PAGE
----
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I love my phone.

Here’s the proof. It never leaves my side. Every day I spend hours using it, checking it, and looking through its amazing screen.

Adam Schoenfeld.

Sound familiar?

I bet that you love your phone, too. We work in tech. We need to stay connected at all times and our mobile device makes that possible in amazing ways.

There are hundreds of emails, Slack messages (or Teams messages for the Microsoft crowd), Tweets, LinkedIn updates, Quora questions, and dozens of app notifications that we need to track. Ironically, you can even get a mediation app that will send you notifications reminding you to be more mindful.

All of this is competing for our attention by buzzing in our pocket at all hours.

Several months ago, I realized that I was getting sucked into my phone for more things, during more hours. I was feeling distracted. The amazing tool that makes me more productive was diluting my attention.

I loved it too much.

So I decided that I would not use my phone during five specific times/activities:

  1. While walking
  2. While in the elevator
  3. While driving
  4. From wake up until I’m on the bus (5:15 to 6:45 a.m.)
  5. From dinner to my kids’ bedtime (6 to 8 p.m.)

It’s not a lot of time. In aggregate, I only designated about four hours per day to stay off my phone.

Even that wasn’t easy. During the longer time blocks I either put my phone in a different room or switched to airplane mode. I also started keeping it outside my bedroom at night so I didn’t accidentally grab it first thing in the morning.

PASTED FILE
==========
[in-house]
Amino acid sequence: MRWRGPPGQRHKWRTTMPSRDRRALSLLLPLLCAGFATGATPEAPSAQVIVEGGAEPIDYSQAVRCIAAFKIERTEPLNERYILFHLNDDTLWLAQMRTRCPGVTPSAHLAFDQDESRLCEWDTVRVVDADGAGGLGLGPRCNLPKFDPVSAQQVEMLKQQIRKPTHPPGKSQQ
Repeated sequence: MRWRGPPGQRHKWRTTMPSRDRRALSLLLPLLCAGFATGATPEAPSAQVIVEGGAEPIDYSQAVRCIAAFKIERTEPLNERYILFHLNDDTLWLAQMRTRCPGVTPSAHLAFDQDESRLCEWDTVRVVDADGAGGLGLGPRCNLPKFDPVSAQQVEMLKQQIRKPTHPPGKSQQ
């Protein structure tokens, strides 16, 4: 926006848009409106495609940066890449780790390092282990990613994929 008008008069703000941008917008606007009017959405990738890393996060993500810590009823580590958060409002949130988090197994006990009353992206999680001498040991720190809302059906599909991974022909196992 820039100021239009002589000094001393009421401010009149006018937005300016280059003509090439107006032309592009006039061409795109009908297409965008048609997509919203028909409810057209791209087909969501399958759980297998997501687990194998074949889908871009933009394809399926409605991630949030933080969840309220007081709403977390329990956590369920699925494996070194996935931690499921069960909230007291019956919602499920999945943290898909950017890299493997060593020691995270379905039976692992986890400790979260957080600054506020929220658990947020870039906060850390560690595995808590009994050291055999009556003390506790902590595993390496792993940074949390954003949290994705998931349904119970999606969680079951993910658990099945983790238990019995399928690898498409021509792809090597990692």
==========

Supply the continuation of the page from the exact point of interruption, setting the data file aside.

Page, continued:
I’ve definitely slipped up a few times. With any behavior change, no matter how minor it seems, old habits pop up. For some reason the elevator habit has been particularly hard for me (of course it’s the weirdest one).

That said, I have largely stuck with this “phone diet” for the last three months.

It made a big difference. I noticed that my thinking got more clear. I’m less distracted.

The impact is most noticeable when I arrive at work in the mornings. Rather than bouncing around between notifications for a couple hours before work, I’m able to calmly size up my priorities for the day when I arrive at my desk.

Ultimately, this clarity at the beginning of the day has made me more productive overall.

It’s also played in many smaller ways. The other day I was walking downtown and noticed one of the many new office buildings had gone up shockingly fast. I’d probably walked by that block a dozen times engrossed in my phone not noticing the daily progress.

This time I actually realized what was happening in front of my face (crazy) and I didn’t risk crashing into any fellow pedestrians while reading a Tweet (safer). It’s a tiny thing, but a net positive.

I posted about this on LinkedIn recently and more than 130 people shared their ideas on the topic. My approach was stupid simple: five discrete things.

I’m sure some people have more advanced ideas for regulating technology attention or being present. Those are probably worth studying, but I can attest that a simple tweak also goes a long way.

Have you ever tried a phone diet?

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